While automated external defibrillator (AED) training is not necessary for use, even a brief training session can enhance use and improve shock delivery and electrode pad placement, according to research published online April 1 in Resuscitation.
“The most popular method of training in basic life support and AED use remains instructor-led training courses,” Joyce Yeung, MD, of the University of Warwick, Warwick Medical School in Coventry, U.K., and colleagues wrote.
Yeung et al conducted a systematic review to examine various training methods of life support providers—laypersons and healthcare providers—using instructor-led courses to evaluate whether or not alternative training methods could lead to effective skill acquisition, retention and performance while using the AED.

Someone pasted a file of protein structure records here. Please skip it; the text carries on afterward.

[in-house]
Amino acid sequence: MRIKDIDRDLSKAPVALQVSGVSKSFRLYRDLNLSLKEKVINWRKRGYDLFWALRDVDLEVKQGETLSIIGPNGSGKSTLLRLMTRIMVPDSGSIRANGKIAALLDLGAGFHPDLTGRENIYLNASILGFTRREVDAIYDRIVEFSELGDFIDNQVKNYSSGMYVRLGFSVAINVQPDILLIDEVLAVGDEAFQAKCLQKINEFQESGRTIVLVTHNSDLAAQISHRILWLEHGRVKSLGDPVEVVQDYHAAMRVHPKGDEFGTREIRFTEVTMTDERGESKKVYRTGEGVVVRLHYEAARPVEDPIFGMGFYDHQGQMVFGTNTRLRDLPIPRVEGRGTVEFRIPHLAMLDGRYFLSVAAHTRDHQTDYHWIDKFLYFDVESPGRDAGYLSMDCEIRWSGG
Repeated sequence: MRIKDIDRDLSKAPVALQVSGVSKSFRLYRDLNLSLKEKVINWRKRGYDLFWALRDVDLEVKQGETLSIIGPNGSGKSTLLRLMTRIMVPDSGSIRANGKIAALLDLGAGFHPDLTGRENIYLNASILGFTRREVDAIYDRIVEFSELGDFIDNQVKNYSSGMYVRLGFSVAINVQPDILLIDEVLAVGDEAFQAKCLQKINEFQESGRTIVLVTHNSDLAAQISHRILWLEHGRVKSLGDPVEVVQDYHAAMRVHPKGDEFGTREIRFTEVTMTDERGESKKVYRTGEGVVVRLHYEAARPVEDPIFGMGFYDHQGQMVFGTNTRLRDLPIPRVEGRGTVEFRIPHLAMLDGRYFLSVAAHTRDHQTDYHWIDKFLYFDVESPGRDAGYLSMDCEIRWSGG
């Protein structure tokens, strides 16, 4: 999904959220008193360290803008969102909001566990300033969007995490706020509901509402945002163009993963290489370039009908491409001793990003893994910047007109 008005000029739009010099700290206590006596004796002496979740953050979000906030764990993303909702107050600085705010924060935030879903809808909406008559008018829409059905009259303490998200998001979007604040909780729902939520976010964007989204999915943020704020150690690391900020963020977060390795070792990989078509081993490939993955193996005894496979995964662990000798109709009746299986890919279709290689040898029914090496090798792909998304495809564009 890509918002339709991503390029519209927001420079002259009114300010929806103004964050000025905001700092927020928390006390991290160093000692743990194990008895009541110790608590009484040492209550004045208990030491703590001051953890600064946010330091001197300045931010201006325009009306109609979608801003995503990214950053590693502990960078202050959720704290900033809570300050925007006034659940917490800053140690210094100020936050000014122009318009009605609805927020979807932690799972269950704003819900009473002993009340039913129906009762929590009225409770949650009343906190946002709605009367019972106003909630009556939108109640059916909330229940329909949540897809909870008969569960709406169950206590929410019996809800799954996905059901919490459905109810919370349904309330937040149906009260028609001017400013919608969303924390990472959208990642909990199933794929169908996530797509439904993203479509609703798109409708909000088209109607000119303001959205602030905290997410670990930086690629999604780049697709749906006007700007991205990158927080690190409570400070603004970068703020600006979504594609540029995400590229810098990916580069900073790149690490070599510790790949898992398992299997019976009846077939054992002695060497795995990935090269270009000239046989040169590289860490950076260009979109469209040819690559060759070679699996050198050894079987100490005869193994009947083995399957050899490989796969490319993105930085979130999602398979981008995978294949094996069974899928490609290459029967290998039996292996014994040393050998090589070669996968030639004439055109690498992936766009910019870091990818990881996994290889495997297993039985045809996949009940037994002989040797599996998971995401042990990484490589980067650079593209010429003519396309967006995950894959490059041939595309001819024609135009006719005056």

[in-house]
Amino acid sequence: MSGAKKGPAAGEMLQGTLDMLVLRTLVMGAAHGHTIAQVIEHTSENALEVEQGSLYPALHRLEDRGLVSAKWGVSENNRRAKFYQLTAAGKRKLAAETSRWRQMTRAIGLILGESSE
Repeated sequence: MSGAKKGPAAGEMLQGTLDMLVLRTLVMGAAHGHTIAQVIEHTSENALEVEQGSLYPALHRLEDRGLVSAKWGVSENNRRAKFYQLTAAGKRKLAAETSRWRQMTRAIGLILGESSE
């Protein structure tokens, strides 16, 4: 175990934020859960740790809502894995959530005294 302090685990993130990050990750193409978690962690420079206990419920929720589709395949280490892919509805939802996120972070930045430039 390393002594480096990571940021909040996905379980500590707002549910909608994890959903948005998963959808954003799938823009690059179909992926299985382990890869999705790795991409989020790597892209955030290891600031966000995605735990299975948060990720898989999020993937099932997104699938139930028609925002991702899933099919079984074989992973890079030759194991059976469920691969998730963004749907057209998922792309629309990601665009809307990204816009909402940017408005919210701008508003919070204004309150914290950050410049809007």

The researchers searched the OVID Medline and identified 172 articles including AED training for review. Of the articles, all were manikin studies.
The authors concluded that AED features can have an impact on usage and said that further research should be conducted to help make the devices more user-friendly for untrained laypersons.
“There is good evidence to support alternative methods of AED training including lay instructors, self-directed learning and brief training,” the authors concluded.